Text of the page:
The PPCA – the group that represents musicians in Australia – have expressed disappointment in the decision by many regional radio stations pulling their online streams, saying that they have “chosen to deprive regional listeners of local programming” instead of negotiating.
“PPCA has tried many times to engage CRA in open and amicable negotiations to resolve this issue – and will continue to do so,” the PPCA said in a statement.
“PPCA has never been interested in pursuing anything other than a fair and commercial outcome. Sadly, CRA seems prepared to penalise regional radio listeners while demanding an outcome that is not supported in legal or political processes in Australia or around the world.”
The PPCA said that they want artists and record labels to have a “fair share” for the use of their work from radio stations.
“The billion dollar commercial radio industry has enjoyed the advantages of expanding into online markets by simulcasting their broadcasts, but has ignored its obligations to recompense those who create the content they rely on,” it notes.
The PPCA and the radio industry have been locked into a dispute over royalties after a Federal Court decision ruled that internet simulcasts of radio stations were not “broadcasts” under the Copyright Act. Effectively, this meant that internet simulcasts were not covered by existing royalty agreements and forcing both parties to negotiate a new one that covers simulcasts.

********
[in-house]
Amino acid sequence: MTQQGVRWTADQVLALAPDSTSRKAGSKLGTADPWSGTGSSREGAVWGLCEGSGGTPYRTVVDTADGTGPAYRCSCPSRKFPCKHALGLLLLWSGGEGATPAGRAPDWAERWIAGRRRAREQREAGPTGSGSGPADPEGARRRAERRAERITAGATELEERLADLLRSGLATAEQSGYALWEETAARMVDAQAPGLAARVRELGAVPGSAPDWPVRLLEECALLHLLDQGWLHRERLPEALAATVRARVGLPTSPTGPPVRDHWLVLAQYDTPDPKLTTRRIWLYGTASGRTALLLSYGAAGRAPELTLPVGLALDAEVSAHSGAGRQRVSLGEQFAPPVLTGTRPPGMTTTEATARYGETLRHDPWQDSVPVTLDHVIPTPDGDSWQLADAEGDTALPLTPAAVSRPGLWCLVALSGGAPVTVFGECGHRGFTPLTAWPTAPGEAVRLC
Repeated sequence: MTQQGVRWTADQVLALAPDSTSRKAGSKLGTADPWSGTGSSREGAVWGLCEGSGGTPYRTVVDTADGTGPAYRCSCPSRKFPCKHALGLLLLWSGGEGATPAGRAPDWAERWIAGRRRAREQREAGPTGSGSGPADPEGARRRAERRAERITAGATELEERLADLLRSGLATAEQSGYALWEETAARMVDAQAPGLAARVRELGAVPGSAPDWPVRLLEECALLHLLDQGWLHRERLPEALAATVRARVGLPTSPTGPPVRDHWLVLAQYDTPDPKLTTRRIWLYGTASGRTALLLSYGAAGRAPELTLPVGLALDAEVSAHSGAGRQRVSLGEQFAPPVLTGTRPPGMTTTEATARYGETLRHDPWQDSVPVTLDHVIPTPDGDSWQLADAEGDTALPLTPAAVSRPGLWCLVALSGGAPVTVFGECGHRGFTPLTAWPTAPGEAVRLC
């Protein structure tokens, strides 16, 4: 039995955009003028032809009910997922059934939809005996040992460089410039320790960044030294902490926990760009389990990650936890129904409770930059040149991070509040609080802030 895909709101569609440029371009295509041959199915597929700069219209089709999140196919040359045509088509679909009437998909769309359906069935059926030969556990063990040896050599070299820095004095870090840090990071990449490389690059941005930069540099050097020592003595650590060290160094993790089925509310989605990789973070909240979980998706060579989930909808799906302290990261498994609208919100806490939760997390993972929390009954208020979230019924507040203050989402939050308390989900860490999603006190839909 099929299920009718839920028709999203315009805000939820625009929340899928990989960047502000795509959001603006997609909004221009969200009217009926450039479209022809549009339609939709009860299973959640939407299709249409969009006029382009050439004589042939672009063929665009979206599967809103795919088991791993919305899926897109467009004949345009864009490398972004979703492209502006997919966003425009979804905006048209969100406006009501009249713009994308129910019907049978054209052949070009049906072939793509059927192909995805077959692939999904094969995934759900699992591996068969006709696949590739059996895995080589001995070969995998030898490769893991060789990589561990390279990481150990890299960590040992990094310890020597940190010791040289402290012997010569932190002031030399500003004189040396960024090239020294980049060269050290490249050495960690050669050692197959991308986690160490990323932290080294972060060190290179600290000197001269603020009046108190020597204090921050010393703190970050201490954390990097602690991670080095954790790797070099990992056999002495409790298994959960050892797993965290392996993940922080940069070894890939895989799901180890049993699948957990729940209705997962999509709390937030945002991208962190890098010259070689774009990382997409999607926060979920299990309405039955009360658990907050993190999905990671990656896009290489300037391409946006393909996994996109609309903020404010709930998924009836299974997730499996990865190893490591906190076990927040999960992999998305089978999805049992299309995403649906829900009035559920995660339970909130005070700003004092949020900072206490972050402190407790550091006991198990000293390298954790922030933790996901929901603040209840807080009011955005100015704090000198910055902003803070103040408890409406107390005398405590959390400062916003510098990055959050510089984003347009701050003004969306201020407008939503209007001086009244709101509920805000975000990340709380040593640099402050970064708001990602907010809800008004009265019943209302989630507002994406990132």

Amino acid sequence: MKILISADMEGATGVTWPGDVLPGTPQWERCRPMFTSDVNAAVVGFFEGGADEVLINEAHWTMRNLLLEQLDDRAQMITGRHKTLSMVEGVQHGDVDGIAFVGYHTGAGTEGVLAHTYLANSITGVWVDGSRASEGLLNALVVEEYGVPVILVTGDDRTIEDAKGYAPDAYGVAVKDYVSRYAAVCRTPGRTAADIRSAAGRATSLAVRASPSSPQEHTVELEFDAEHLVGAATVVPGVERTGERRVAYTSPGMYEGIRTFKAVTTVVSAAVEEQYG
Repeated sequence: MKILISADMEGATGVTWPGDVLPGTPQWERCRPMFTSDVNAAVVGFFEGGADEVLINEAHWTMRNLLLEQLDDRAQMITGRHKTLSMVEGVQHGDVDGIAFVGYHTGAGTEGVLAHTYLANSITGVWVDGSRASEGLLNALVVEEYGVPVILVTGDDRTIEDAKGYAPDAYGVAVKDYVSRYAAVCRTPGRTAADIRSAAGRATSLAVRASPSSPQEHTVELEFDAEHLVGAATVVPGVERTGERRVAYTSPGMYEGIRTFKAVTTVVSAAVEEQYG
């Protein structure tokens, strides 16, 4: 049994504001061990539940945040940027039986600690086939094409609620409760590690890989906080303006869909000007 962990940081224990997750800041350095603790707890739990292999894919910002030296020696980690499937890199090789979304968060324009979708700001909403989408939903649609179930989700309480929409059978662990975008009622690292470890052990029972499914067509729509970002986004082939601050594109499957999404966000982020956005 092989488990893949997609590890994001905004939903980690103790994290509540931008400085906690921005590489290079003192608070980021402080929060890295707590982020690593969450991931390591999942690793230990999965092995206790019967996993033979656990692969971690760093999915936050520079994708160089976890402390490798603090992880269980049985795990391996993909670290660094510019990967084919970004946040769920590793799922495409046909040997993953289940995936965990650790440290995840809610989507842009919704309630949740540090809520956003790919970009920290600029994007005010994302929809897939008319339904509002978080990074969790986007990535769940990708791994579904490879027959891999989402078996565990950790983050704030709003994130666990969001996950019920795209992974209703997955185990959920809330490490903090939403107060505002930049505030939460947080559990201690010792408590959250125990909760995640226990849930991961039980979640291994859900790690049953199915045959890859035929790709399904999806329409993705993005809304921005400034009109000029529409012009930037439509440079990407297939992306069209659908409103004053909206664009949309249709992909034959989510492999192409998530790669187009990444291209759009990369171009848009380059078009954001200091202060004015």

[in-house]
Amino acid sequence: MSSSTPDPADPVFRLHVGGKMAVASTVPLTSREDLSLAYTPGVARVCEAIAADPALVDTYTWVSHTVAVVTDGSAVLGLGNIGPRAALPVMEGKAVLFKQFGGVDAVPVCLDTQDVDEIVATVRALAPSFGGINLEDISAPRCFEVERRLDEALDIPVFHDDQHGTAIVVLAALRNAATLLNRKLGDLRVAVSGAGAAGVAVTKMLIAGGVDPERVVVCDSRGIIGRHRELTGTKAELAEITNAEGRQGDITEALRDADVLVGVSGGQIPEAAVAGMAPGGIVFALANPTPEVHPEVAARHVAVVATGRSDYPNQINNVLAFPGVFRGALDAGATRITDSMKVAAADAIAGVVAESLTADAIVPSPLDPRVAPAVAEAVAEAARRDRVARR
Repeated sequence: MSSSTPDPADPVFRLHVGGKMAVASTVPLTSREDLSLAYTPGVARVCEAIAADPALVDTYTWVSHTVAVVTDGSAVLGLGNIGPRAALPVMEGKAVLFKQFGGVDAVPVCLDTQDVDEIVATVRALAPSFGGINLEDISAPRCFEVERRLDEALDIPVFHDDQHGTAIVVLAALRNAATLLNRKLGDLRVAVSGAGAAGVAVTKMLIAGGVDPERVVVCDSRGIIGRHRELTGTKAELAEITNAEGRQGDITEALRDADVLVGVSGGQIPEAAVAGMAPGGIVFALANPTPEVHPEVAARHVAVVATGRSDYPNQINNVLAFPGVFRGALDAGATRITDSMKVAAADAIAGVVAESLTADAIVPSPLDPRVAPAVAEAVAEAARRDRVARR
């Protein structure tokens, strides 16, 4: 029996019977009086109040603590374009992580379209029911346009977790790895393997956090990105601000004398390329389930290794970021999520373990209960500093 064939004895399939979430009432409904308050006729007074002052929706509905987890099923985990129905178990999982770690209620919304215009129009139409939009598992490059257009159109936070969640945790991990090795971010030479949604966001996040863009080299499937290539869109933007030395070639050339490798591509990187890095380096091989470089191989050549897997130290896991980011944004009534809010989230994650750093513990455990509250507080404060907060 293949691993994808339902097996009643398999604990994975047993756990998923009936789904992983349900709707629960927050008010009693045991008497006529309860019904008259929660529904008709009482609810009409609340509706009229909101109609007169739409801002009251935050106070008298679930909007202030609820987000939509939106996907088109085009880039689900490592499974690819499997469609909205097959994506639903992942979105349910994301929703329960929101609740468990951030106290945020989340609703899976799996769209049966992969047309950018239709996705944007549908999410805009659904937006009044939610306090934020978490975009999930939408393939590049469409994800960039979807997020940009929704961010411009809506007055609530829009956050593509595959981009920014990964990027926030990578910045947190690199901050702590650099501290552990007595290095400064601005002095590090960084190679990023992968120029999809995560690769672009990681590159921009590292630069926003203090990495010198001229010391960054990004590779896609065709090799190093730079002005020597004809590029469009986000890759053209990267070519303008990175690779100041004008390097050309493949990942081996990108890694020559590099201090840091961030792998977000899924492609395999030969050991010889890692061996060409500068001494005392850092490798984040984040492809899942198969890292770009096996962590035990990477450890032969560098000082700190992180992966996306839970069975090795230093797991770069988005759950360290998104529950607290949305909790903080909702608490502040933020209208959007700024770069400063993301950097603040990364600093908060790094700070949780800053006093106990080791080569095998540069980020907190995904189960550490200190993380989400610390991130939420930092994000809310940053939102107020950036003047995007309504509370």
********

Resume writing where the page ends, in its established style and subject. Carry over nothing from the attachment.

According to Commercial Radio Australia, the streams were axed because the cost of royalties covering internet simulcasts would be “cost prohibitive, particularly for regional stations” – who were using the “one percent cap” rule under the Copyright Act, which limited royalty payments to just one percent of gross income.
In its statement, the PPCA rejected claims the CRA made that it would result in “double dipping”, saying, “This is a separate and additional use of PPCA members’ content to drive increased listener numbers. CRA also conveniently ignores the fact that currently its members have the benefit of a broadcast licence fee calculated on the basis of a statutory licence fee cap which has not been revised since 1969.”
The PPCA also adds, “This is simply a matter of commercial negotiation between the billion dollar commercial radio industry and the thousands of Australian artists and record label that PPCA represents.”
“What PPCA is seeking is no different to every other major Australian sporting code or content industry which has a traditional and digital revenue stream.”
The CRA has said that metropolitan stations are also considering to shut down their online streams. We’ve asked the peak body for community radio stations if they plan to do a similar thing.